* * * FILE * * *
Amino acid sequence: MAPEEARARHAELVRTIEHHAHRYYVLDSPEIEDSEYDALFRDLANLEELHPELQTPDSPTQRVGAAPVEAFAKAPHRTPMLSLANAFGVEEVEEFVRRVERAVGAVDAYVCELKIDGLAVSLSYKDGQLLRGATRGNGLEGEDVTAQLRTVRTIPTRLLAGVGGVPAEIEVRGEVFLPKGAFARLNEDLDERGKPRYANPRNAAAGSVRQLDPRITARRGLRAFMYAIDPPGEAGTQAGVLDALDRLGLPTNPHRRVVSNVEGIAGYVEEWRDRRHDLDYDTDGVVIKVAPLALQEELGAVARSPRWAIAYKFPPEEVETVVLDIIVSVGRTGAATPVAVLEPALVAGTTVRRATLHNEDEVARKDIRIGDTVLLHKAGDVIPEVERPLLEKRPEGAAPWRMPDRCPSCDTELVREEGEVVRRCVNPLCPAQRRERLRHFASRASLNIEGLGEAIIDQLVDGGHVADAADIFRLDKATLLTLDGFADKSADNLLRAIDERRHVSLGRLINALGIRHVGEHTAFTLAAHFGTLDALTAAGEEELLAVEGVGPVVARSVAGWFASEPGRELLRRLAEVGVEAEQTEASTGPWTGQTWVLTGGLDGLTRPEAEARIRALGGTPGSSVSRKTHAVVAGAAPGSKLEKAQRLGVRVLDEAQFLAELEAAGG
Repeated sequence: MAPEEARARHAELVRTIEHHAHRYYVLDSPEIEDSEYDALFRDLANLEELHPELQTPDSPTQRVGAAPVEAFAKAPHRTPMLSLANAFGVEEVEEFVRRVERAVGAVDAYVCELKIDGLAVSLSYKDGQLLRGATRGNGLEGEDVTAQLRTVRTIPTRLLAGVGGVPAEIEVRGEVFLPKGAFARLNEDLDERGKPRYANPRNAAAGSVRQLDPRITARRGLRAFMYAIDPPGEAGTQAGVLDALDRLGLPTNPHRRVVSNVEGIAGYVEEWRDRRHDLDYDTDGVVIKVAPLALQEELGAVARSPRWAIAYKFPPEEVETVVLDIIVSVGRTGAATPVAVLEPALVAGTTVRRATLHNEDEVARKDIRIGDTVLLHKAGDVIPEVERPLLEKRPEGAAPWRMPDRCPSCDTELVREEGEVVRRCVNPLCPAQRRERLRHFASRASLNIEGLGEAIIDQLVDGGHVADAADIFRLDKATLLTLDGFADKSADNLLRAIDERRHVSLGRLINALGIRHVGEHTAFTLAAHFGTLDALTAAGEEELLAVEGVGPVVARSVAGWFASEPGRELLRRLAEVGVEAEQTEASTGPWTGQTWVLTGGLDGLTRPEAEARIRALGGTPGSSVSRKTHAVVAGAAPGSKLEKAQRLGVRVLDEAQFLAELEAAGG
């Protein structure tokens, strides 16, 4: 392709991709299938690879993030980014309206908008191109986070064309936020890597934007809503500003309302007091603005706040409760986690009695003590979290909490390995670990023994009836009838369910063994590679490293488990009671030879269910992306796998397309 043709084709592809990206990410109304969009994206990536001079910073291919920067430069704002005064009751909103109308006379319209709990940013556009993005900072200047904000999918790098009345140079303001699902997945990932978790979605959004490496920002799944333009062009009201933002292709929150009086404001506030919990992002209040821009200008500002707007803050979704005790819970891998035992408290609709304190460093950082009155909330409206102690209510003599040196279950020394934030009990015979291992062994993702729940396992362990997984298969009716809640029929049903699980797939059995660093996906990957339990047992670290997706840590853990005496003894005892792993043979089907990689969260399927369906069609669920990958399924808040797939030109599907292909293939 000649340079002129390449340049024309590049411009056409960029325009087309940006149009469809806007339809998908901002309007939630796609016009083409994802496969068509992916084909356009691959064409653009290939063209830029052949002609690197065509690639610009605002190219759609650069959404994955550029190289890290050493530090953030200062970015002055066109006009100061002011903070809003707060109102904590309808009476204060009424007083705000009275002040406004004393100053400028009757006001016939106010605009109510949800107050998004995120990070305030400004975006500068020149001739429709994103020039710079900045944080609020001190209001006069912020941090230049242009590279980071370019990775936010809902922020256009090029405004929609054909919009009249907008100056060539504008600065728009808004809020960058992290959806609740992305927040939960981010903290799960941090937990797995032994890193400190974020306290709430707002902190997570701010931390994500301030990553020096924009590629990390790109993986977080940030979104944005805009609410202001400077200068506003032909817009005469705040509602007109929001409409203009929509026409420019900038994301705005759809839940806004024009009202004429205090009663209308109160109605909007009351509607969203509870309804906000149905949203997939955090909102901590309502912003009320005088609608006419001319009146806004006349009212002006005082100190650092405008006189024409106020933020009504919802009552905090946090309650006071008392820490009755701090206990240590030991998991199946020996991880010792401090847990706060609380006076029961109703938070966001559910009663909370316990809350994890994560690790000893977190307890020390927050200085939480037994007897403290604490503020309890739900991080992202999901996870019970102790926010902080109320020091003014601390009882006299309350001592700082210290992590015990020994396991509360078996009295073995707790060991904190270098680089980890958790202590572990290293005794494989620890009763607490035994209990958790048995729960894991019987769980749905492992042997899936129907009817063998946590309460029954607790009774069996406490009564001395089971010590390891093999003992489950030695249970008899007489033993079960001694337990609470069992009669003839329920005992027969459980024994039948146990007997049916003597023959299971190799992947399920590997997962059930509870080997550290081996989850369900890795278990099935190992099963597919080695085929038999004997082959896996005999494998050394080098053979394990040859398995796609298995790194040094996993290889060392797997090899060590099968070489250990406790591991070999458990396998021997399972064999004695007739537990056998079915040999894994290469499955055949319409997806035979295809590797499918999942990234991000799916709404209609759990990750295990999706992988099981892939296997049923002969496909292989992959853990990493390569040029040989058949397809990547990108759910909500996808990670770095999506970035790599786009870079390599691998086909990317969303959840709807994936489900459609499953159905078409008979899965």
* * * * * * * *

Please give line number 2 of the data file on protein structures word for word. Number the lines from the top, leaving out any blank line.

Repeated sequence: MAPEEARARHAELVRTIEHHAHRYYVLDSPEIEDSEYDALFRDLANLEELHPELQTPDSPTQRVGAAPVEAFAKAPHRTPMLSLANAFGVEEVEEFVRRVERAVGAVDAYVCELKIDGLAVSLSYKDGQLLRGATRGNGLEGEDVTAQLRTVRTIPTRLLAGVGGVPAEIEVRGEVFLPKGAFARLNEDLDERGKPRYANPRNAAAGSVRQLDPRITARRGLRAFMYAIDPPGEAGTQAGVLDALDRLGLPTNPHRRVVSNVEGIAGYVEEWRDRRHDLDYDTDGVVIKVAPLALQEELGAVARSPRWAIAYKFPPEEVETVVLDIIVSVGRTGAATPVAVLEPALVAGTTVRRATLHNEDEVARKDIRIGDTVLLHKAGDVIPEVERPLLEKRPEGAAPWRMPDRCPSCDTELVREEGEVVRRCVNPLCPAQRRERLRHFASRASLNIEGLGEAIIDQLVDGGHVADAADIFRLDKATLLTLDGFADKSADNLLRAIDERRHVSLGRLINALGIRHVGEHTAFTLAAHFGTLDALTAAGEEELLAVEGVGPVVARSVAGWFASEPGRELLRRLAEVGVEAEQTEASTGPWTGQTWVLTGGLDGLTRPEAEARIRALGGTPGSSVSRKTHAVVAGAAPGSKLEKAQRLGVRVLDEAQFLAELEAAGG